Concerning the regional context and our policy options, China, Russia, Iran, but also Pakistan, India, and Turkey will all re-position themselves in Afghanistan, with a direct impact on the regional context and our policy options. The EU should not let others be the sole interlocutors of Afghanistan after the withdrawal. We must reframe our engagement.

Moreover, whatever happens in Afghanistan will continue to affect Europe and the countries in between, in terms of drugs, terrorism, and illegal migration. Also, in terms of opportunities. Afghanistan might be the world’s seventh poorest country, but it has many resources, including vast reserves of lithium, which are vital for the economic development of Afghanistan, but also for the world’s energy transition.

Since we failed in keeping the Taliban out of power, we will have to deal with them. Of course, this must be subject to clear conditions on their behaviour, notably the respect for human rights. Beyond the question who has the power, the EU must continue supporting the Afghan people, especially minorities, women and girls. Therefore, the European Commission has already decided to quadruple its humanitarian aid to €200 million.

Building a Stronger Eu Foreign Policy.
Lessons from the Ventotene Manifesto

If we zoom out from Afghanistan, it becomes clear that strengthening Europe’s foreign policy is the most urgent task the EU faces. But it is also the area where the obstacles are the greatest. The idea that Europeans can only be effective in the world by acting together has an intrinsic plausibility. Indeed, the famous Ventotene Manifesto of 1941 already called for a single EU foreign and defence policy. Already 80 years ago, Spinelli was right about this (as about many other things).

By the way, European citizens have called for a stronger EU foreign policy for decades. For many years, large and stable majorities have been asking for this. In recent years, the figures have further gone up (to over 70% according to the latest Eurobarometer).

Citizens understand very well that in a world of superpowers throwing their weight around, in a world of big trends and big threats, there is no hope in making an impact if each country acts alone. This is obvious and yet, making EU foreign policy effective remains work in progress.

The reason is that European citizens are ahead of national governments. Governments are the main decision-makers – and in foreign policy, for the European Union, that has led to the rule of unanimity.

In other areas, as it is well-known, we have transferred competencies to the community-level and agreed to take decisions by qualified majority vote. Moreover, there are also major national interests at stake in these areas, for example the single market, but also energy and climate targets. These are no less “sensitive” policy areas than foreign policy.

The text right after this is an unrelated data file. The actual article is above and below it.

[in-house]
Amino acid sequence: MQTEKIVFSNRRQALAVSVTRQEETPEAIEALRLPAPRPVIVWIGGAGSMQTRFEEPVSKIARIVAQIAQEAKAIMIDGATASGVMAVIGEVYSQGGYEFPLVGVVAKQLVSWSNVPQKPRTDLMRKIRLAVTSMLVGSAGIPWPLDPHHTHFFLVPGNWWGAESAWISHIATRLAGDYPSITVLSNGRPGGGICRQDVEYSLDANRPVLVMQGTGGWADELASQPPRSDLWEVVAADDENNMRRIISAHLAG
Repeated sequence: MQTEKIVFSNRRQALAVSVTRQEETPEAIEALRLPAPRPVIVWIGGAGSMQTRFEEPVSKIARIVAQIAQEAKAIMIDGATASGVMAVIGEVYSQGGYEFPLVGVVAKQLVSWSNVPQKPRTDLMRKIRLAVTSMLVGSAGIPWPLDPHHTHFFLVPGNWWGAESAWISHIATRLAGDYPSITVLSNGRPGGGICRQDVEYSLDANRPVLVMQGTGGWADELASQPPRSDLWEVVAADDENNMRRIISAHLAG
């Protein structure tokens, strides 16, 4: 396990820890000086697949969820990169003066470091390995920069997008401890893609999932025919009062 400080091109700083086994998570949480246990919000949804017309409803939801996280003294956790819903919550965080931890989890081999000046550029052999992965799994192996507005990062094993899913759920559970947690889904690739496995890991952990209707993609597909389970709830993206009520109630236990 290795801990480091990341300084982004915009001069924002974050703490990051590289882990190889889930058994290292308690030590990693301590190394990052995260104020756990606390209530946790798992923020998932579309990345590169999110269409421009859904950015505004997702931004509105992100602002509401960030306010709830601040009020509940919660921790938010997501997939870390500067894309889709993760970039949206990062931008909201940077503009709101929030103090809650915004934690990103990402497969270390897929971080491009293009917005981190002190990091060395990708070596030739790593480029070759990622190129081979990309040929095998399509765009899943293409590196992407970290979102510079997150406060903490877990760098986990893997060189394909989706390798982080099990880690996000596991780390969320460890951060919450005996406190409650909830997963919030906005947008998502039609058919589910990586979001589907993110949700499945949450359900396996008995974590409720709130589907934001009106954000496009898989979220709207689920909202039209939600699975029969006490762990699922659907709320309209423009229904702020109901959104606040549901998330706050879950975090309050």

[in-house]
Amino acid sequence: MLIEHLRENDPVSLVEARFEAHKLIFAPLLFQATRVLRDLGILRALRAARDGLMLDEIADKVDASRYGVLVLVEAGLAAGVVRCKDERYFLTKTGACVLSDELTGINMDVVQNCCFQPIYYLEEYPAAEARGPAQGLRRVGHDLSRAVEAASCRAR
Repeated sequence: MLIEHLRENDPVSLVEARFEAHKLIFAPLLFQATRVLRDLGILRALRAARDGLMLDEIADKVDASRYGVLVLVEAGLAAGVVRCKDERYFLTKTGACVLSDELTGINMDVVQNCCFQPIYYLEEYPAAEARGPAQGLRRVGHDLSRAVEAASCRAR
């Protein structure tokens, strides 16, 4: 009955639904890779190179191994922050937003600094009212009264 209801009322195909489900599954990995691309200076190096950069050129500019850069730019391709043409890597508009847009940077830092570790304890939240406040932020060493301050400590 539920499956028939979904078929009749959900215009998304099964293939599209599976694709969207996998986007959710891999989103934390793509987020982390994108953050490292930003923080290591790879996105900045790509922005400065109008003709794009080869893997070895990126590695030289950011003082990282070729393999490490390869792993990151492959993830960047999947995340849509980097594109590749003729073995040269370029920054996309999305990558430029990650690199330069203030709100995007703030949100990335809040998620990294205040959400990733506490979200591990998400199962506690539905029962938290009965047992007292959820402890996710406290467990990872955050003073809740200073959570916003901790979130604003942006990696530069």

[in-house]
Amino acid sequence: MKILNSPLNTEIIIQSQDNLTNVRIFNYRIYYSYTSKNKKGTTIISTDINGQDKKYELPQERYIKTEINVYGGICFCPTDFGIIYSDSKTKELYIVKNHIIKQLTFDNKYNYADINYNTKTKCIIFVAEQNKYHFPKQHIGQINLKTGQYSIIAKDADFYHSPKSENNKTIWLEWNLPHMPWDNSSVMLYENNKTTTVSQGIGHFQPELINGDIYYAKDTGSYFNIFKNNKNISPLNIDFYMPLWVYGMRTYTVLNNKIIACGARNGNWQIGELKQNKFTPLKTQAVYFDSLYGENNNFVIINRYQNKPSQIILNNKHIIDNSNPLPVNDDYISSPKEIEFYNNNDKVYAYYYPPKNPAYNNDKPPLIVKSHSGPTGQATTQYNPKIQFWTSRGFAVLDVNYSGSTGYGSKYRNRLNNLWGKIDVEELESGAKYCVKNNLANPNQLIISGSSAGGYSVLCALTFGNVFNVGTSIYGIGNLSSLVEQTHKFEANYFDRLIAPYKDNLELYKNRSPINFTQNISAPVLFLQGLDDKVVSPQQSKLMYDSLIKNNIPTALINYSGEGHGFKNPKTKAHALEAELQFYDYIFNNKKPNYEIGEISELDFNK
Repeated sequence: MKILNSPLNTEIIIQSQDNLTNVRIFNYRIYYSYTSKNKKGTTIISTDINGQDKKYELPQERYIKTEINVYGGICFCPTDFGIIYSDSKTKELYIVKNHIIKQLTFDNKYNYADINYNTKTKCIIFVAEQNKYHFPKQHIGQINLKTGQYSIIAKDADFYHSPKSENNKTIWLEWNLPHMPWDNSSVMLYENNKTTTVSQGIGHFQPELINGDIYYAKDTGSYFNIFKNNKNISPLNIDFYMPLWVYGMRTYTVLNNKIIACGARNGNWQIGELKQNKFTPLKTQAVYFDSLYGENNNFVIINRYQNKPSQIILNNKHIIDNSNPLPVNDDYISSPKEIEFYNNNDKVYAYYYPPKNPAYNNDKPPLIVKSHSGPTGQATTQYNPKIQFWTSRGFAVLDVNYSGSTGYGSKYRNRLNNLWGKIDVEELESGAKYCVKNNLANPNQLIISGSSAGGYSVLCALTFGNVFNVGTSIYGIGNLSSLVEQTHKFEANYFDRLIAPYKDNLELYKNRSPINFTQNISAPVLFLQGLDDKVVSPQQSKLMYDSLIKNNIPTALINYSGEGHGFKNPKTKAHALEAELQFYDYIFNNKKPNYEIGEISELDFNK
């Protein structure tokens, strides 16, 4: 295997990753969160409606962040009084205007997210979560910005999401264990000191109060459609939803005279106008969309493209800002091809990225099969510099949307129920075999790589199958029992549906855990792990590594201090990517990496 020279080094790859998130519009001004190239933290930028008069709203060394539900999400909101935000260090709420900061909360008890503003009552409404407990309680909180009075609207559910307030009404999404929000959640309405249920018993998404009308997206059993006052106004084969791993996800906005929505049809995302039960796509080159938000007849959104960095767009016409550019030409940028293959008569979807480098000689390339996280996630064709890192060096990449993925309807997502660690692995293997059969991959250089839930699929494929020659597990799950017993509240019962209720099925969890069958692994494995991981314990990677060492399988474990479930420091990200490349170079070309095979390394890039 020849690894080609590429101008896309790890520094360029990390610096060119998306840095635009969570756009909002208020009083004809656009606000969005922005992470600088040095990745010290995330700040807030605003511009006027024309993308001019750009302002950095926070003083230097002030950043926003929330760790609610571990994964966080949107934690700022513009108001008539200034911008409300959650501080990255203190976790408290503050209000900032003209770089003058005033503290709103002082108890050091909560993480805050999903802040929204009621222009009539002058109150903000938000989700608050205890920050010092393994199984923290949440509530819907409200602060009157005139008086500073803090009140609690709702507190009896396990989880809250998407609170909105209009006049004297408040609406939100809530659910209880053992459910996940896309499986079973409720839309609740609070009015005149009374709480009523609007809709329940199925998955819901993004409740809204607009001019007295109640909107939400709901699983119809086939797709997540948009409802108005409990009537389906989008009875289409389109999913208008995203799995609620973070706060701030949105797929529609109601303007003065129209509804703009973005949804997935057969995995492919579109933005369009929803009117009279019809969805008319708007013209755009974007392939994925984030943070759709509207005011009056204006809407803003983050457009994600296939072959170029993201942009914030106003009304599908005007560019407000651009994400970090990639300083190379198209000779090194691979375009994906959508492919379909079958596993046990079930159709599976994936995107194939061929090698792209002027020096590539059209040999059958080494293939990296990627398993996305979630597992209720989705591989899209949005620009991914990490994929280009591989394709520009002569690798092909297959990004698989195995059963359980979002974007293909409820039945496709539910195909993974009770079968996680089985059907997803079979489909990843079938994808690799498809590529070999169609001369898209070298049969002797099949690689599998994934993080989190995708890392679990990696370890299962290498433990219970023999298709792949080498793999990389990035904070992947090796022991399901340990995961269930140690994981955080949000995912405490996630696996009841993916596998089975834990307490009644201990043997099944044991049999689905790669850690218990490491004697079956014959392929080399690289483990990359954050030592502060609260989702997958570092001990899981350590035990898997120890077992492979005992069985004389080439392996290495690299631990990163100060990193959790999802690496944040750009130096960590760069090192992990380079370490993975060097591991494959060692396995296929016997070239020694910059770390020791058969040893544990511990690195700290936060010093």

However, for these areas, we have collectively decided that it is better to avoid the paralysis and the delays that come with unanimity, and that we would empower common institutions with clear mandates and resources.

In foreign and security policy, we do not have, nor do we even work for, a single EU foreign policy as Spinelli called for, but a common one. It is a bit like the Balladur plan when we were preparing the monetary Union.

However, it is worth noting that we decided to go for a single currency with a single monetary policy managed by the ECB. Or that we have a single trade policy managed by the Commission, based on mandates and approvals adopted by qualified majority vote. Typically, these policies work reasonably well: we can take decisions fast to defend common European values and interests.

However, we have a great diversity of views inside the EU of 27 on international issues. We do not have a common strategic culture. Therefore, it is no surprise that we often take a long time to take a decision. Or that we excel in issuing statements where we “monitor a situation” or “express our concerns” but don’t specify what actions we will take if our concerns are not listened to – which is all too often the case.

I know very well that it is difficult to change things in the EU, especially on how we organise ourselves. However, during the Conference on the Future of Europe, we should be ready to have an open debate, without taboos. And we should discuss how we can give ourselves the institutional means to build the credible foreign policy our citizens are asking for.

In the mid-1980s, the Cecchini Report on the cost of non-Europe, which paved the way to the Single Market, was established through qualified majority vote. We now need to calculate the cost of non-Europe in foreign policy and draw the consequences.

Europe’s Assets and the Recent Progress